Pretty staggering, right? As this experiment, first conducted by Stanley Milgram — which went on to become a famous, historic experiment, and is now a Hollywood movie called Experimenter — demonstrates, most people do not question authority. If someone who appears to wearing some kind of “uniform” doles out an instruction, most people simply obey.
I was one of the few people who wouldn’t obey. Why? Because I won’t be bullied into hurting somebody, even if I’m told that I “must.” (“Must” is not a word that I like and I do not like being told what to do.) But I do know that it comes from my family, who has always taught me to stand up for what I believe no matter what. And to be kind and to help others who are in distress.
So this non-conformist attitude came from the example of my upbringing. As far as I can remember, I’ve always been wired that way — and it definitely carries through to my work today.
Photo Credit: Death to Stock Photo Be kind whenever possible. It is always possible. ~ The Dalai Lama
When a client said to me, “My publisher wants to put out a press release that doesn’t accurately represent my work and the content of my book and I don’t feel right about it, but don’t feel like I can say anything. After all, they know best.” I told my client, “Don’t go against your own moral compass. Let’s come up with a new strategy and present it to them.” That’s what we did and it was readily accepted.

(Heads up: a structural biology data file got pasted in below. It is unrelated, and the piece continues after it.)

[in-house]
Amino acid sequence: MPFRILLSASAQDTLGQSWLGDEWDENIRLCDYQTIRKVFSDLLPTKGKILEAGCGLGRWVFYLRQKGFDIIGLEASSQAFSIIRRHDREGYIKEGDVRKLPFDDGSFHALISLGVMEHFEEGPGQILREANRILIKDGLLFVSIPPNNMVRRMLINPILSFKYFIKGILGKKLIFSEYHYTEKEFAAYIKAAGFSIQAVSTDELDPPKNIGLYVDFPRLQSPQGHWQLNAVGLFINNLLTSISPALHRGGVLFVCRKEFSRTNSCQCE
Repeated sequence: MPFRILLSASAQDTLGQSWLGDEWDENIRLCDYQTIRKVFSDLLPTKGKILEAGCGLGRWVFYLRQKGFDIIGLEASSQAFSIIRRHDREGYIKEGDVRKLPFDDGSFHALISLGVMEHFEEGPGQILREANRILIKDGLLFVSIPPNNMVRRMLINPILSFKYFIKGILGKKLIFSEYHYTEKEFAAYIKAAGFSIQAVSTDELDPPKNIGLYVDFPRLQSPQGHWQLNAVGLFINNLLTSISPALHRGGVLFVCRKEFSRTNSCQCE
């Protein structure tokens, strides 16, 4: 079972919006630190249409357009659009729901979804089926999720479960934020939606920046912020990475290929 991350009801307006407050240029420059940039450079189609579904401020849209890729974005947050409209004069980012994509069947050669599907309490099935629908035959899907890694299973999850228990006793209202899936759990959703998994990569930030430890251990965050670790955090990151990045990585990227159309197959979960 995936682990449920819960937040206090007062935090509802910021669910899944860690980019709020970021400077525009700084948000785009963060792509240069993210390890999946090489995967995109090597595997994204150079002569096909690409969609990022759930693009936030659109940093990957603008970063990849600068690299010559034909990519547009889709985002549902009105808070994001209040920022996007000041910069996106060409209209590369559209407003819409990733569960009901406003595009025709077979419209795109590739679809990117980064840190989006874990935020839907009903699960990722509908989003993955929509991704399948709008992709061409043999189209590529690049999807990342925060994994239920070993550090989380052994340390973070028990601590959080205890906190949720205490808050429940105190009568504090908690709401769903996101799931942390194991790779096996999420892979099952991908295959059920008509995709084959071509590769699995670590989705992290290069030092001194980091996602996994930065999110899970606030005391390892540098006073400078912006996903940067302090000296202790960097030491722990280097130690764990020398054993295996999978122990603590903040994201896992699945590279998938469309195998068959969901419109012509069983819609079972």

Or when another client said to me, “A sales expert told me I had to use his coaching model to get clients, but those aren’t the people I really want to work with,” I told my client, “Then stop that. We can find another way that reaches the people you resonate with.” I helped her get her first $10,000 client for a new program we devised. She was elated and said, “You turned my world upside down. What you have really opened my eyes to is another level of living. One to which I have aspired, but my only model was ‘become a guru.’ (shudder) Not only are you helping me, you are modeling a way of thinking that uplifts my spirit.”